Jan 24 2017

My Awe-full Life

WY Yellowstone NP Grand Prismatic SpringI’ve recently come to the conclusion that I’ve had an awe-full life. Not awful, mind you, but awe-full or full or awe.  I was teaching a class a few days ago and I asked those in it if they could point to instances where they had experienced awe or wonder in nature.  Every single member could point to a time.  As we listed these out loud together I found myself coming up with example after example.  From my first glimpses of the Appalachian mountains and Atlantic ocean as a child until the present moment nature has continued to fill me with wonder and awe.  I can’t help but believe that is true for everyone.

God’s Creation is simply awesome! I’ve seen that awesomeness in giant trees and tiny flowers.  I’ve seen it in the Milky Way above and in marvelous creatures here below.  I’ve seen it in the heated desert and in the frozen tundra.  I’ve seen the awesomeness of nature in calving glaciers, steaming geysers and raging rivers.  I’ve seen it in mountains high and valleys low.  Near and far I’ve been blown away by the wonders and mysteries of Creation and led to moments of pure awe and worship.

WA Olympic NP Hoh RainforestThis awe-full life I’ve had comes as no surprise because the Bible teaches us that there is an awesome God behind all of this. Nature is awesome because it is a reflection of the awesomeness of God.  That awesomeness is found everywhere.  Isaiah 6:3 says “Holy, holy, holy is the Lord Almighty; the whole earth is full of his glory.” Because this is true there are awe-full moments waiting for us all of the time.  If we will but use the eyes and ears that we have been given we cannot escape experiencing God’s glory.

VA Atlantic Ocean sunriseThe apostle Paul believed that God’s awesomeness in Creation was so great and evident he declared “For since the creation of the world God’s invisible qualities—his eternal power and divine nature—have been clearly seen, being understood from what has been made, so that men are without excuse.” (Romans 1:20)  Having seen what I’ve seen, it would be difficult for me to argue with Paul concerning this matter.

I believe that the Creator made the world awesome on purpose so that it would lead individuals like you and me to God. The marvels of nature are signposts directing us to God.  Today I am thankful for those signposts and for this awe-full life I’ve been given.  It has brought me much joy and brought me closer to the Maker of heaven and earth.

–Chuck

( I took the pictures shown above at Yellowstone NP, Olympic NP, and the Atlantic ocean.)


Apr 8 2015

Where Might We Find Holy Ground?

_DSC8003In the seventh chapter of the Book of Acts you will find Stephen’s defense before the Sanhedrin or ruling court of Israel.  He was put on trial for “speaking against this holy place (the temple) and against the law.”  (Acts 6:13)  How Stephen responds to these charges is absolutely amazing.  He had several points he wanted to make in his defense and one of these is that God cannot be tied down to one place or land.  The Jewish leaders of that day had come to believe that God’s presence was pretty much limited to the Temple itself.  In a sense they had put God in a box.  Stephen believed that was not possible and that the very thought was idolatrous.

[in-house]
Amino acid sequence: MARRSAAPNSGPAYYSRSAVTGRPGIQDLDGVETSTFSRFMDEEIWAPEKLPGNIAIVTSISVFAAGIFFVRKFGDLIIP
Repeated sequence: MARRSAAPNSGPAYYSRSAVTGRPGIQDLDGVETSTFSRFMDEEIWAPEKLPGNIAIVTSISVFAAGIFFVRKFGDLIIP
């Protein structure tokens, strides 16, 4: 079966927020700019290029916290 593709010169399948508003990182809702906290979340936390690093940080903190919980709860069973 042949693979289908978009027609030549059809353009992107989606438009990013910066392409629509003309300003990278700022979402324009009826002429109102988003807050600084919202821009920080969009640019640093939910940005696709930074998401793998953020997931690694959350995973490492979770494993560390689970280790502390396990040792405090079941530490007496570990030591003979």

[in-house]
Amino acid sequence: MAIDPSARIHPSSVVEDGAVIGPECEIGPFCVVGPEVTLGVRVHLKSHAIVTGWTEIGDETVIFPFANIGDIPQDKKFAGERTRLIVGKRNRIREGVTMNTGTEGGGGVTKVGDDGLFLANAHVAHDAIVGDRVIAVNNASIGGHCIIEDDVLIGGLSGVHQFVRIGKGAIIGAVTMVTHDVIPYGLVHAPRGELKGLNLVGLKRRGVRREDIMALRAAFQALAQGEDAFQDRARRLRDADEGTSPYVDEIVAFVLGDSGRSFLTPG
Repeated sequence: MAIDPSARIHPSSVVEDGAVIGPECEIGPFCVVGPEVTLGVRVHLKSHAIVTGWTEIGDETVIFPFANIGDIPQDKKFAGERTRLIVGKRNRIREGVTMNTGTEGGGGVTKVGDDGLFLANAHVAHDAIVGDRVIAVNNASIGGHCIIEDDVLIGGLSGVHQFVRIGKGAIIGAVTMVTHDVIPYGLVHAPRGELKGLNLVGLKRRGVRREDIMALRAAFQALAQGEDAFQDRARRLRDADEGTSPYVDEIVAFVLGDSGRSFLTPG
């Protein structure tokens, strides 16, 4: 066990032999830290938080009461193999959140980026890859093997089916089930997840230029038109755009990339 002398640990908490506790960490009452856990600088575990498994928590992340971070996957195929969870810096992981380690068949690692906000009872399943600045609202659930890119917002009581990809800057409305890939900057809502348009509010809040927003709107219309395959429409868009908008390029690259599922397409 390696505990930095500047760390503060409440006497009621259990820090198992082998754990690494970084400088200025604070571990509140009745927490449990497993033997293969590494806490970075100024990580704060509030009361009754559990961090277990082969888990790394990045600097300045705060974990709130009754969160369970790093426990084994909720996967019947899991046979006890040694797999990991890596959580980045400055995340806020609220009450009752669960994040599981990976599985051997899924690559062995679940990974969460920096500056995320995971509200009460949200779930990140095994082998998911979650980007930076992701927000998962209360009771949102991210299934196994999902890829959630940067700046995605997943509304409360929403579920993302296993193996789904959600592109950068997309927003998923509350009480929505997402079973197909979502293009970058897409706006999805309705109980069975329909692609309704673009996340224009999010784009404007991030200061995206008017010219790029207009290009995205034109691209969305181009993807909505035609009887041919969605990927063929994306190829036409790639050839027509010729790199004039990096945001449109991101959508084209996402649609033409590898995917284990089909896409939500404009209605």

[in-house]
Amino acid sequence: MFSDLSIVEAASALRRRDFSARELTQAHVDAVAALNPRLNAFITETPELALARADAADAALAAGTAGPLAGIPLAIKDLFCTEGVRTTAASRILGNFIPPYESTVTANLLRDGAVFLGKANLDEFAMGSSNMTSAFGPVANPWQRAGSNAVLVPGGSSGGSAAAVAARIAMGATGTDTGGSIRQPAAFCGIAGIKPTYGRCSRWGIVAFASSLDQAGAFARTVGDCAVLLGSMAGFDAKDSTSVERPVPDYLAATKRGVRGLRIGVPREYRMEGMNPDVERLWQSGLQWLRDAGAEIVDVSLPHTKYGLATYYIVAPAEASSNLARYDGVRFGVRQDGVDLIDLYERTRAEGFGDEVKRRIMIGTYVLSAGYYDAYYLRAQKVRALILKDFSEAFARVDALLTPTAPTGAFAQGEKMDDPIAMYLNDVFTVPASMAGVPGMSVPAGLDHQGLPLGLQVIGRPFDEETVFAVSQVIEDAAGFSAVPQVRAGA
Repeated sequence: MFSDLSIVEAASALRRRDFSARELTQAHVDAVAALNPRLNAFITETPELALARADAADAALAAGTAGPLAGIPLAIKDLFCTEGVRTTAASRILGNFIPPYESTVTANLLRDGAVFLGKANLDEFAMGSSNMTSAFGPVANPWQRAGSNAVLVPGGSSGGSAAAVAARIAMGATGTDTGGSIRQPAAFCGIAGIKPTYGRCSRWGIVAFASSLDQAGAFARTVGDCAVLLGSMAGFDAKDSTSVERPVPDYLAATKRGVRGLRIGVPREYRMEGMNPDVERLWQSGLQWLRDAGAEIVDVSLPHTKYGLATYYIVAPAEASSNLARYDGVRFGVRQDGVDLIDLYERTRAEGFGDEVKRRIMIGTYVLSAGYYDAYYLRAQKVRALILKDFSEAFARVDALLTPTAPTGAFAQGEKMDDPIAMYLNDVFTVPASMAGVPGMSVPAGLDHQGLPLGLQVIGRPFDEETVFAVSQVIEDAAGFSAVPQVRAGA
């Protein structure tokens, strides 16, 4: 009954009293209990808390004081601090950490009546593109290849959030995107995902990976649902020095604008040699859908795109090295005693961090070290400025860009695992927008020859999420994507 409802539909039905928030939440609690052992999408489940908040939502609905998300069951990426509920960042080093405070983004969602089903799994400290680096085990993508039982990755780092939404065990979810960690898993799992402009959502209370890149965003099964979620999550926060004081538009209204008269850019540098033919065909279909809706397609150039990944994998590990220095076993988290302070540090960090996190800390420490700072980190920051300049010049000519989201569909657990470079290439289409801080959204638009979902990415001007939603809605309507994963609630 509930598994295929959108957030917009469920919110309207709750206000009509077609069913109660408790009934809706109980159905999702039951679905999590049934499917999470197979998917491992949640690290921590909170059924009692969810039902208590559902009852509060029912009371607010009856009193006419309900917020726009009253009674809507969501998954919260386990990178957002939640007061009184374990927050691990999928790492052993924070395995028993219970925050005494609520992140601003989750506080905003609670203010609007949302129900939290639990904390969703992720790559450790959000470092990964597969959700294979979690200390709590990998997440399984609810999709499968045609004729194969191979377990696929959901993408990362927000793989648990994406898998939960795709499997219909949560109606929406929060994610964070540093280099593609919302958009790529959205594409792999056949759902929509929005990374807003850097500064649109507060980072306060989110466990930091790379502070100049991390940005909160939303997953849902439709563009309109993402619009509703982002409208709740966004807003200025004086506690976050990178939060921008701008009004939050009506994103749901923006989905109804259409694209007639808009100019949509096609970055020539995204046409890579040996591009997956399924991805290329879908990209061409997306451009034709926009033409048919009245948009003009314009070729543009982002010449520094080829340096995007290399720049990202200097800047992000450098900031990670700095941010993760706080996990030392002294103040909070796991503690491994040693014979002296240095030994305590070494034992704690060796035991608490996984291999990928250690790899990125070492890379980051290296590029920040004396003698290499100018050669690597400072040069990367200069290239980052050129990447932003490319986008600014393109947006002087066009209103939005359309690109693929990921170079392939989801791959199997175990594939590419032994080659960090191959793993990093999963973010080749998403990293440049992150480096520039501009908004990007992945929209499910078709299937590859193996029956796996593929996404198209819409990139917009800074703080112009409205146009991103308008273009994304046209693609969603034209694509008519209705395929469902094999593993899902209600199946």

In Stephen’s defense before the Jewish council he pointed out how God had from the beginning worked and made himself known outside of what they considered the “holy land.”  Contrary to what they might believe, no single place could be identified as God’s house, no area or region could be called the “holy land.”

CA Julia Pffeifer SP waterfall (v)I think this is something we need to consider still today.   Each religion has places it considers as holy land.  Many years ago I spent a month studying in Israel and Jordan.  For a lot of people the “holy land” is Palestine—the land of the Jewish patriarchs and eventually Jesus.  I’m thankful I got to spend a number of weeks there and certainly learned a lot by doing so, but in the end I had to come to the same conclusion as Stephen did, that no land is holier than any other.  What makes any land “holy” is God’s presence and God’s presence is not limited by any geographical border.

 

Going back to Stephen’s defense, at one point he reminded those who stood as his judges that when God confronted Moses through the burning bush God told him to take off his sandals for the ground he was standing on was holy ground.  (Exodus 3:5)  Where God encountered Moses was not in Israel.  Stephen wanted the Sanhedrin to remember that God has revealed himself in numerous places. Later Stephen brought up how Solomon would eventually build a temple for Israel but that even he realized that no earthly building could contain God.  Stephen quoted Isaiah 66:1-2 to drive home his point:  “This is what the Lord says: ‘Heaven is my throne, and the earth is my footstool.  Where is the house you will build for me?  Where will my resting place be?  Has not my hand made all these things, and so they came into being?’”